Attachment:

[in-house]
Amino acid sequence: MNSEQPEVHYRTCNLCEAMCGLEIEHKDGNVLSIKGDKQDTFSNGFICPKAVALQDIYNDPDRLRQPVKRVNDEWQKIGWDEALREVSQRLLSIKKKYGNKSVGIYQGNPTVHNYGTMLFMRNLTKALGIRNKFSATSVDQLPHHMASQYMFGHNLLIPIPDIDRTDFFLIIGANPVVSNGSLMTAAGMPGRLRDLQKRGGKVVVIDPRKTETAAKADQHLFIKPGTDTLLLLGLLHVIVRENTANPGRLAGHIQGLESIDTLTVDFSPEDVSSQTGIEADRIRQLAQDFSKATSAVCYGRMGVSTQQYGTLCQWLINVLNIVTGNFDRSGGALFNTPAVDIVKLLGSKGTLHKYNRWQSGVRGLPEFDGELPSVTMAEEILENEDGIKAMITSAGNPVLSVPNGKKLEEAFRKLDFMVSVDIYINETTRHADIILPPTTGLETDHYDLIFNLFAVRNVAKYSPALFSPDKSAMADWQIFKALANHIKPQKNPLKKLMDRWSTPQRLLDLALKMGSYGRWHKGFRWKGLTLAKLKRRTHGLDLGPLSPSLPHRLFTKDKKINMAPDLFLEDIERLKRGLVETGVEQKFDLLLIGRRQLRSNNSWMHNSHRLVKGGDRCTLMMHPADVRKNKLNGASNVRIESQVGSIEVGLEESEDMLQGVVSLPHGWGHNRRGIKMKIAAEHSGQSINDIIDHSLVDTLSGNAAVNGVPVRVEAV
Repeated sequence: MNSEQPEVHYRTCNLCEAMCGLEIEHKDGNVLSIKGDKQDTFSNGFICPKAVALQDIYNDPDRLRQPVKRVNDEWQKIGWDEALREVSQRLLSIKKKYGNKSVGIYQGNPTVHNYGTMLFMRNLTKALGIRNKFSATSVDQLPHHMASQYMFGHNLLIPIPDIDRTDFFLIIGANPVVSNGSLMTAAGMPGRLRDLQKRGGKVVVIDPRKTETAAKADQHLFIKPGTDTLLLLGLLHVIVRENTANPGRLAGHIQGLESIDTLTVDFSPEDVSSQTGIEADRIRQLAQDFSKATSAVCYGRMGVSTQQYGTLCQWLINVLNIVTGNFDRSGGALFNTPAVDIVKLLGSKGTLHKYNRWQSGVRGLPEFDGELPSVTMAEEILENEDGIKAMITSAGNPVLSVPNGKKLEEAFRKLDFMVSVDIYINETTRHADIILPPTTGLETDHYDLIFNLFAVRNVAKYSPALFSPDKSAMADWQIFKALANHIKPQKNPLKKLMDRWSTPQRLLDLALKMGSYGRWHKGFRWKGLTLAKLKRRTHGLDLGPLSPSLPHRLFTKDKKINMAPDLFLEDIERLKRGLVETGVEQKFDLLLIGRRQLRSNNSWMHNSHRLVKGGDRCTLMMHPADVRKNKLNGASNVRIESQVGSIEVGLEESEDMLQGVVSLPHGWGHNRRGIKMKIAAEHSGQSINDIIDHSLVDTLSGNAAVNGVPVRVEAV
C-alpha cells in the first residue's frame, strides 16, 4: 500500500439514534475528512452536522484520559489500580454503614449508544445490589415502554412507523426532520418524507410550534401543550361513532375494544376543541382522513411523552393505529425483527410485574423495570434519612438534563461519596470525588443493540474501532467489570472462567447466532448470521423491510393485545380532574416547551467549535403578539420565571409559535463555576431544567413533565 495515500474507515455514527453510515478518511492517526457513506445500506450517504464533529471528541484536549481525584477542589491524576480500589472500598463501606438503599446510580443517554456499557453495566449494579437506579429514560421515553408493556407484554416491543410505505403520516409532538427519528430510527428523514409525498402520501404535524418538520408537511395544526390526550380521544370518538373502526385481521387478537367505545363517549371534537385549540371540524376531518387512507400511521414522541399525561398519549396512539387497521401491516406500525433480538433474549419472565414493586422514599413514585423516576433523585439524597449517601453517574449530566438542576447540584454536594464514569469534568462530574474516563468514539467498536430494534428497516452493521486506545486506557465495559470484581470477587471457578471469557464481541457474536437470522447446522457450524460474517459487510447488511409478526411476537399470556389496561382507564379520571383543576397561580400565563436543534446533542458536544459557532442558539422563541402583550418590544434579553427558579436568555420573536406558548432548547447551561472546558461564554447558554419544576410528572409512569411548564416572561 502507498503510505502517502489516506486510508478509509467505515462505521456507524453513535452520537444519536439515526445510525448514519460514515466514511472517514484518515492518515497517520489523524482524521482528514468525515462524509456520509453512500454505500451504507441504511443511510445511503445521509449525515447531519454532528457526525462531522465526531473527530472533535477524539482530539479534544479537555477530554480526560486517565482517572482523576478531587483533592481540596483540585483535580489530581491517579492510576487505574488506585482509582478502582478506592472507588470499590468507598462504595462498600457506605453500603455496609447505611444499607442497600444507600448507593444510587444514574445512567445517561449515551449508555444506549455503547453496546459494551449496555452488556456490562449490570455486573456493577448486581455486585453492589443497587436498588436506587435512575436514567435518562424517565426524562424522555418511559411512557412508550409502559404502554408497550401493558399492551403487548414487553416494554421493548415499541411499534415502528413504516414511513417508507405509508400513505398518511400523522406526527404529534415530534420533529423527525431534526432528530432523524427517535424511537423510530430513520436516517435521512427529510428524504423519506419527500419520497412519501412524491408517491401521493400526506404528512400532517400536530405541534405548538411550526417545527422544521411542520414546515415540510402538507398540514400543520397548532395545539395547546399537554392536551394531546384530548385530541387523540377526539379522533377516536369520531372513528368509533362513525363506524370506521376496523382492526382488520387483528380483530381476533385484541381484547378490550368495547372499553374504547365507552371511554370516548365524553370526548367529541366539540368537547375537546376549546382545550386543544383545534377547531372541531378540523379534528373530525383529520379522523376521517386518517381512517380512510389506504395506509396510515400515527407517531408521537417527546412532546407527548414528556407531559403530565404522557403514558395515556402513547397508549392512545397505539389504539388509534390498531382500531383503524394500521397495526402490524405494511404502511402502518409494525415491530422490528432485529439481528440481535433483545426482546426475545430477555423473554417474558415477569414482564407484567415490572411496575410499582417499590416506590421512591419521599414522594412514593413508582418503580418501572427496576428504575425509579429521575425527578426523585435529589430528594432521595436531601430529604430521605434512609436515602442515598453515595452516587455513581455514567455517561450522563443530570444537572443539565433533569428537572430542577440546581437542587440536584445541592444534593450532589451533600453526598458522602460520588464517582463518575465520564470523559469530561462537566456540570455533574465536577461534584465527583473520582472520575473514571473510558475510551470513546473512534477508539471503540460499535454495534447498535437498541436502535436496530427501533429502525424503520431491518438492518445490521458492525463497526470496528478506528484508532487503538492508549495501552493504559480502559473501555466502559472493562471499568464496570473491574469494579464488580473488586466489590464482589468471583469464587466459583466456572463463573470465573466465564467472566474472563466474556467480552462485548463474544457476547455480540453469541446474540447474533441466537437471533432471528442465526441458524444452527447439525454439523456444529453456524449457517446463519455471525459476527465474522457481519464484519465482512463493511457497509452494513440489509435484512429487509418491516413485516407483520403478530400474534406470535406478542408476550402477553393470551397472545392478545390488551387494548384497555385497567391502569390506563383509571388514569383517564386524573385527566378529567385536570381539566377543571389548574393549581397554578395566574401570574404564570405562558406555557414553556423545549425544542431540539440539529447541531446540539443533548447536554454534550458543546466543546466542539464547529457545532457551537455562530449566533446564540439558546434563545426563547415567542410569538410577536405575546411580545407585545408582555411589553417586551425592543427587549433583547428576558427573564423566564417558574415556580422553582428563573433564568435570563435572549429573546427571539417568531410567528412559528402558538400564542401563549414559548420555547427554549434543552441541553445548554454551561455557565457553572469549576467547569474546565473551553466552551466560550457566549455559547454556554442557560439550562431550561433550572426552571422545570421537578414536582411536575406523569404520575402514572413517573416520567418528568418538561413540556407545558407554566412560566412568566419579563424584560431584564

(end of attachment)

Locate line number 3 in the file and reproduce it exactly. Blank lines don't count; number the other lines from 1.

Repeated sequence: MNSEQPEVHYRTCNLCEAMCGLEIEHKDGNVLSIKGDKQDTFSNGFICPKAVALQDIYNDPDRLRQPVKRVNDEWQKIGWDEALREVSQRLLSIKKKYGNKSVGIYQGNPTVHNYGTMLFMRNLTKALGIRNKFSATSVDQLPHHMASQYMFGHNLLIPIPDIDRTDFFLIIGANPVVSNGSLMTAAGMPGRLRDLQKRGGKVVVIDPRKTETAAKADQHLFIKPGTDTLLLLGLLHVIVRENTANPGRLAGHIQGLESIDTLTVDFSPEDVSSQTGIEADRIRQLAQDFSKATSAVCYGRMGVSTQQYGTLCQWLINVLNIVTGNFDRSGGALFNTPAVDIVKLLGSKGTLHKYNRWQSGVRGLPEFDGELPSVTMAEEILENEDGIKAMITSAGNPVLSVPNGKKLEEAFRKLDFMVSVDIYINETTRHADIILPPTTGLETDHYDLIFNLFAVRNVAKYSPALFSPDKSAMADWQIFKALANHIKPQKNPLKKLMDRWSTPQRLLDLALKMGSYGRWHKGFRWKGLTLAKLKRRTHGLDLGPLSPSLPHRLFTKDKKINMAPDLFLEDIERLKRGLVETGVEQKFDLLLIGRRQLRSNNSWMHNSHRLVKGGDRCTLMMHPADVRKNKLNGASNVRIESQVGSIEVGLEESEDMLQGVVSLPHGWGHNRRGIKMKIAAEHSGQSINDIIDHSLVDTLSGNAAVNGVPVRVEAV